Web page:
Differentiation of rat pheochromocytoma PC12 cells into neuron-like cells was induced by nerve growth factor (NGF) and changes in the apparent rate of synthesis of cellular proteins were analyzed. Attention was particularly focused on the first few hours of exposure to NGF before significant neurite outgrowth was detectable. Cultures were pulse-labeled for 1-h periods with [35S]methionine and proteins were extracted from various subcellular fractions and analyzed by one-dimensional gradient and two-dimensional equilibrium and nonequilibrium gel electrophoresis. The results showed that although the general level of protein synthesis remained constant, by 8 h NGF increased the apparent rate of synthesis of approximately 11 cytoplasmic and 5 nuclear proteins. For several of these proteins, the effect was apparently NGF-specific, since no induction was observed in dibutyryl cAMP-treated cells. Of interest was the following observation: of the five nuclear proteins, NGF increased the synthesis of two proteins with MrS of 56,000 [doublet] and 50,000 D that were associated with a biochemically and morphologically defined nuclear matrix fraction. A cytoplasmic protein, with an Mr of 92,000 D (pI 4.8) appeared to be induced de novo by NGF. NGF also decreased the rate of synthesis of several cytoplasmic and nuclear proteins of low molecular mass (less than 40,000 D). Since only 1-h pulses of [35S]methionine were used, and since experiments with actinomycin D showed that most of these NGF-induced early changes in rates of synthesis included a transcription-dependent step, it seems likely that early effects of NGF include activation of specific genes.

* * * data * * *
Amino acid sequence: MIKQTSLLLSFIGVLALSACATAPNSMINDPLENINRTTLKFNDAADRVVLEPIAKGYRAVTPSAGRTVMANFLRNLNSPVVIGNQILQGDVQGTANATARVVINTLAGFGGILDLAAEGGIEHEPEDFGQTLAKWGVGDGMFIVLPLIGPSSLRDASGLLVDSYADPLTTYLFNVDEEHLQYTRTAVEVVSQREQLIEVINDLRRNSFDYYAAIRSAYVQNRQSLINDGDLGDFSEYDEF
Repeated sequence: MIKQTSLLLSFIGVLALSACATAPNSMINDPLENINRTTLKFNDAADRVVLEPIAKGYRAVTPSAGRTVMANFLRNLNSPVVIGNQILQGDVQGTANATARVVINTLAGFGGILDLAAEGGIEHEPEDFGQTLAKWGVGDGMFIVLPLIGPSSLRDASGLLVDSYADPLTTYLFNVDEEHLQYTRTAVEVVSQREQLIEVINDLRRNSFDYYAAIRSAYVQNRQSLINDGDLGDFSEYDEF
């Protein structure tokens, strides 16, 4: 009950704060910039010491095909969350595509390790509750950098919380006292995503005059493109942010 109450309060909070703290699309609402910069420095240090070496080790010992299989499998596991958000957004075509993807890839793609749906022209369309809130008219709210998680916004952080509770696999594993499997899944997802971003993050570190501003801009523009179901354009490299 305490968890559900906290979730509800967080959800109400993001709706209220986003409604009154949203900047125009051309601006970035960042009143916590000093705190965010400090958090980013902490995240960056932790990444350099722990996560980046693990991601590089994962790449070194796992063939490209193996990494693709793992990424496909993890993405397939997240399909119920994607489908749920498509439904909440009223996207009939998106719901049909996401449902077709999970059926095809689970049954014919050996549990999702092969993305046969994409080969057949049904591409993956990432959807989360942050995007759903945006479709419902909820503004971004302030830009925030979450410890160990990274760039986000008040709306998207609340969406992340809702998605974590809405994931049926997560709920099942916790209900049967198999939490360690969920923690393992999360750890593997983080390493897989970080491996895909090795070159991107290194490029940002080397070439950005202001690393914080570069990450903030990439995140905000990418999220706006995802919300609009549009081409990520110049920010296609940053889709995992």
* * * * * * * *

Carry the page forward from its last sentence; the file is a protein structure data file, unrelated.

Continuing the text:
This content is only available as a PDF.